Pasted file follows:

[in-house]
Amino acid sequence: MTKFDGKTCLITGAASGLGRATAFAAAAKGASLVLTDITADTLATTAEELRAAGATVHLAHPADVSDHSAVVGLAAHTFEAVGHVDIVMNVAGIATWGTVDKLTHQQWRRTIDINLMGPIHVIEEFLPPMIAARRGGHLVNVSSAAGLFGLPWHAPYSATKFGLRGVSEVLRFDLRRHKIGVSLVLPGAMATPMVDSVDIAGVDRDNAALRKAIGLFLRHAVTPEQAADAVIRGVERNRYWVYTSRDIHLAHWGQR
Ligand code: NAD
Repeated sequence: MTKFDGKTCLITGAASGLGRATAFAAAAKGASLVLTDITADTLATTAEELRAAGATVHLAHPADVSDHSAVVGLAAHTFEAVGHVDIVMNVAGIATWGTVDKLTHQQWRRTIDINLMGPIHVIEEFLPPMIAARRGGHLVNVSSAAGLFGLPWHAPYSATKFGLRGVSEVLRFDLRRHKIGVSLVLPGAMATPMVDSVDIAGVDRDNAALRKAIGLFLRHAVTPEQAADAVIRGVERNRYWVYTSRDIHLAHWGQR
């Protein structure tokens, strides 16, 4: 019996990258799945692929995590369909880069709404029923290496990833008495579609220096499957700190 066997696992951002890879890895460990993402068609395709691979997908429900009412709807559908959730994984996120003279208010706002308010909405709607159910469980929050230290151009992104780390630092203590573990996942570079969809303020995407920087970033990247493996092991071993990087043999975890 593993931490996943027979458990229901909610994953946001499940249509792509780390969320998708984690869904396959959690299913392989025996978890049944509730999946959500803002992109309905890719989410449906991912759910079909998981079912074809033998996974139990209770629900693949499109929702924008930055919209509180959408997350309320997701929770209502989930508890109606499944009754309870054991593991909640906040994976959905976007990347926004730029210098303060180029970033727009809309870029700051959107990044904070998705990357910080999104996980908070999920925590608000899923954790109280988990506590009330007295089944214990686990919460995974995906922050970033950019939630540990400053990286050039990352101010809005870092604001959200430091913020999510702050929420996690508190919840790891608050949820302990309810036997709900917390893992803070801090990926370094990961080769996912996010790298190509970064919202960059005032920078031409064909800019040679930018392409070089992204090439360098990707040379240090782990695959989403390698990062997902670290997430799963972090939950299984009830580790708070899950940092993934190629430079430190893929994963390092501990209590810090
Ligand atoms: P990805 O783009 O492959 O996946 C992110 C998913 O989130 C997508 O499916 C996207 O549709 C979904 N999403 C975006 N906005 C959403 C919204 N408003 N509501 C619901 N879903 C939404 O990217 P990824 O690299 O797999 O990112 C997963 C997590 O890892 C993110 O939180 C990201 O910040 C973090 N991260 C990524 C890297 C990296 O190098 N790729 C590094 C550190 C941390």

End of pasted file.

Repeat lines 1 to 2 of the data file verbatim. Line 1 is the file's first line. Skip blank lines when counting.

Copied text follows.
[in-house]
Amino acid sequence: MTKFDGKTCLITGAASGLGRATAFAAAAKGASLVLTDITADTLATTAEELRAAGATVHLAHPADVSDHSAVVGLAAHTFEAVGHVDIVMNVAGIATWGTVDKLTHQQWRRTIDINLMGPIHVIEEFLPPMIAARRGGHLVNVSSAAGLFGLPWHAPYSATKFGLRGVSEVLRFDLRRHKIGVSLVLPGAMATPMVDSVDIAGVDRDNAALRKAIGLFLRHAVTPEQAADAVIRGVERNRYWVYTSRDIHLAHWGQR